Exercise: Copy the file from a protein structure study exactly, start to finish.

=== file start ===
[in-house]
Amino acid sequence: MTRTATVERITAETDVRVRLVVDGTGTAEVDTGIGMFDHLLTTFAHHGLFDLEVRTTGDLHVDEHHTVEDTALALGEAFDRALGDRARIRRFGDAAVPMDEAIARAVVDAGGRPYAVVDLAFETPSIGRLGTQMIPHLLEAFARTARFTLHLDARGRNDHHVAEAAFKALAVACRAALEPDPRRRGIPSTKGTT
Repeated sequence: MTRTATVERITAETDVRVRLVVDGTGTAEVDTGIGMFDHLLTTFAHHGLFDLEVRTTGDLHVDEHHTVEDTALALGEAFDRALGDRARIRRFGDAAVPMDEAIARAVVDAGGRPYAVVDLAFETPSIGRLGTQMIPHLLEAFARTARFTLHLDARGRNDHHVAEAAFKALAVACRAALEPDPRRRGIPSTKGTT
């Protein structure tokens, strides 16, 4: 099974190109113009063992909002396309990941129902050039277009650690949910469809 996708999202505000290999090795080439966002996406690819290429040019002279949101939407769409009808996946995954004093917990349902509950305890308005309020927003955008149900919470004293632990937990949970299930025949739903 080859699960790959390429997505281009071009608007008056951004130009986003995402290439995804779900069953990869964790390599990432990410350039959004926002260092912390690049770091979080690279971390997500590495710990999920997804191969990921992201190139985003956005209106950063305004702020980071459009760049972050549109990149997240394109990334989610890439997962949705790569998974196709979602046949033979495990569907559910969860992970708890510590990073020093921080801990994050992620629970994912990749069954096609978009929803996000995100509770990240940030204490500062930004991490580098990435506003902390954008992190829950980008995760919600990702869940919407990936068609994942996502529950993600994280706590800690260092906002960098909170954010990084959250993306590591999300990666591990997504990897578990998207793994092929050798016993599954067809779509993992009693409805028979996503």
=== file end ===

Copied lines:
[in-house]
Amino acid sequence: MTRTATVERITAETDVRVRLVVDGTGTAEVDTGIGMFDHLLTTFAHHGLFDLEVRTTGDLHVDEHHTVEDTALALGEAFDRALGDRARIRRFGDAAVPMDEAIARAVVDAGGRPYAVVDLAFETPSIGRLGTQMIPHLLEAFARTARFTLHLDARGRNDHHVAEAAFKALAVACRAALEPDPRRRGIPSTKGTT
Repeated sequence: MTRTATVERITAETDVRVRLVVDGTGTAEVDTGIGMFDHLLTTFAHHGLFDLEVRTTGDLHVDEHHTVEDTALALGEAFDRALGDRARIRRFGDAAVPMDEAIARAVVDAGGRPYAVVDLAFETPSIGRLGTQMIPHLLEAFARTARFTLHLDARGRNDHHVAEAAFKALAVACRAALEPDPRRRGIPSTKGTT
């Protein structure tokens, strides 16, 4: 099974190109113009063992909002396309990941129902050039277009650690949910469809 996708999202505000290999090795080439966002996406690819290429040019002279949101939407769409009808996946995954004093917990349902509950305890308005309020927003955008149900919470004293632990937990949970299930025949739903 080859699960790959390429997505281009071009608007008056951004130009986003995402290439995804779900069953990869964790390599990432990410350039959004926002260092912390690049770091979080690279971390997500590495710990999920997804191969990921992201190139985003956005209106950063305004702020980071459009760049972050549109990149997240394109990334989610890439997962949705790569998974196709979602046949033979495990569907559910969860992970708890510590990073020093921080801990994050992620629970994912990749069954096609978009929803996000995100509770990240940030204490500062930004991490580098990435506003902390954008992190829950980008995760919600990702869940919407990936068609994942996502529950993600994280706590800690260092906002960098909170954010990084959250993306590591999300990666591990997504990897578990998207793994092929050798016993599954067809779509993992009693409805028979996503």